The Brief: June 9, 2010
It's Bill White versus the campaign hydra this week.
THE BIG CONVERSATION:
This week, it's Bill White versus the campaign hydra — kill one issue weighing on your candidacy and two more pop up in its place.
After weeks of taking daily hits from Gov. Rick Perry on the matter, White, the Democratic gubernatorial candidate and former Houston mayor, released his tax returns dating back to 2004 on Tuesday.
The White campaign downplayed the disclosure — now posted in detail on the candidate's website — by knocking Perry for his refusal to debate until White released his records. The Perry campaign shot back at White for continuing to withhold older tax information. "Governor Perry looks forward to debating Bill White when he fully comes clean in releasing his tax returns for his years in public service, including the years he served under President Clinton developing energy policy that he has profited from," Perry spokesman Mark Miner said in a statement.
And it didn't take long for those combing White's disclosure to find questionable details. The Associated Press reported Tuesday night that White has invested in, and profited from, a company he had hired to help Houston recover from Hurricane Rita when he was mayor. The company, Btech Turbines, was hired in 2005 to provide power generators for the city, and a year later, White invested $1 million in the company, later turning a $500,000 profit, records show.
"I thought the company was good at what it did," White said, according to the AP. But the Perry campaign took greater issue with what it perceives as a conflict of interest: "This was a serious ethical lapse of judgment with his intervention on behalf of a company he was involved with," Miner told the AP. "It should be investigated by current officials in Houston."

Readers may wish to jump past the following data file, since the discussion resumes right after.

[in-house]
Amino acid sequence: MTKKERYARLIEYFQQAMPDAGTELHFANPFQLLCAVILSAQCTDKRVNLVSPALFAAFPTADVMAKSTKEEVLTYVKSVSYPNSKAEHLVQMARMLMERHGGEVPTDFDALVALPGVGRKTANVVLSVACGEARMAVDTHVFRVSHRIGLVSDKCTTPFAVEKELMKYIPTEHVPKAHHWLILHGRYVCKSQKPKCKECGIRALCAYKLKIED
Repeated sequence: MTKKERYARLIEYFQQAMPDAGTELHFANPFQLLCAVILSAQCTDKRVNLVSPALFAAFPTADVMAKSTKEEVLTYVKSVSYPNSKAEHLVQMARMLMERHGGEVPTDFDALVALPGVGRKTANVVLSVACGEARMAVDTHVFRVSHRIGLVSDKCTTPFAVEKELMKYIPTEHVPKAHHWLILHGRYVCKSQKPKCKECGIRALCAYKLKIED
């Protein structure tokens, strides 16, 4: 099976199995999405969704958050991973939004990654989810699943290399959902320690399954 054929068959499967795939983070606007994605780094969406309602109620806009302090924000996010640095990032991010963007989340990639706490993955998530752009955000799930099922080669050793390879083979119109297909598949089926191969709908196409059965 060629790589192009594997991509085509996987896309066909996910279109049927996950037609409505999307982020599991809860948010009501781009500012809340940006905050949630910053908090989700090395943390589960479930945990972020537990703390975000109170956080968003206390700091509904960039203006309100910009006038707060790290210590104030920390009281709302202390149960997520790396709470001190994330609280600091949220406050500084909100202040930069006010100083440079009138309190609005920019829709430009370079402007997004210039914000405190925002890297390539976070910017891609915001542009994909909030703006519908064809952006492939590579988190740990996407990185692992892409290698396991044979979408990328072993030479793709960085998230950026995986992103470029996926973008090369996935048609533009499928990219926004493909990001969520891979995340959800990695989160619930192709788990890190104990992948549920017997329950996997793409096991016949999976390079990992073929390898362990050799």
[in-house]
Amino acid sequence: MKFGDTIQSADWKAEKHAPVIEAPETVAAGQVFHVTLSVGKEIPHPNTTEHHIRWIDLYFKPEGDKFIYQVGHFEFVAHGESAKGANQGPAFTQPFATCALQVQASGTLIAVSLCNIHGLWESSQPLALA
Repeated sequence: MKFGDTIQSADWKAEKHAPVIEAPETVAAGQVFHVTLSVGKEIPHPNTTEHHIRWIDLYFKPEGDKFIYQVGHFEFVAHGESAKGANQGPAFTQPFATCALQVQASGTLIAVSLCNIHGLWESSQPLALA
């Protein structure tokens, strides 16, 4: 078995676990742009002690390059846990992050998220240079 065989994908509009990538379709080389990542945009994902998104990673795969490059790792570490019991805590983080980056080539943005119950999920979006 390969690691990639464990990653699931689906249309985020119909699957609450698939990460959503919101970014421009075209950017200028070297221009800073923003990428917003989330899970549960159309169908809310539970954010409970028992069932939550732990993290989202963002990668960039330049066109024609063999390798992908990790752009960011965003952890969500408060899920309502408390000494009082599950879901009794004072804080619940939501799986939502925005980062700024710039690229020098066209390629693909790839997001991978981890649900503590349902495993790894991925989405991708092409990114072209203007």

- It may be a long shot, but in Texas schoolchildren's recently reported improved scores on this year's Texas Assessment of Knowledge and Skills, some see Republicans playing an election-year political game. That's "ridiculous," State Education Commissioner Robert Scott tells the Austin American-Statesman.
- The fatal shooting of a Mexican teenager by a U.S. Border Patrol agent near the border has frayed U.S.-Mexico relations, the El Paso Times reports. "We cannot tolerate these kind of incidents, where people fight with rocks against firearms," Juárez Mayor José Reyes Ferriz told the Times.
- Art classes, bingo, e-mail access and continental breakfast on the weekends. Those are just some of the amenities immigrant detainees could expect to see in detention centers as Immigration and Customs Enforcement prepares to revamp several facilities, the Houston Chronicle reports.
“That's not what's important to the state bar.” — Roland Johnson, president of the State Bar of Texas, on his embarrassment upon hearing that one of his group's members had applied for a historical marker honoring Anglo-American lawyers to be placed at the Alamo.
D-FW faces likelihood of tougher ozone standard — Fort Worth Star-Telegram
Legal aid attorneys expand lawsuit over Texas food stamp program — The Dallas Morning News
Companies in Johnson County pipeline explosion say they followed rules — Fort Worth Star-Telegram
Spill forecasts: Take with a grain of salt water — Houston Chronicle
Solar Opposities — The Texas Tribune
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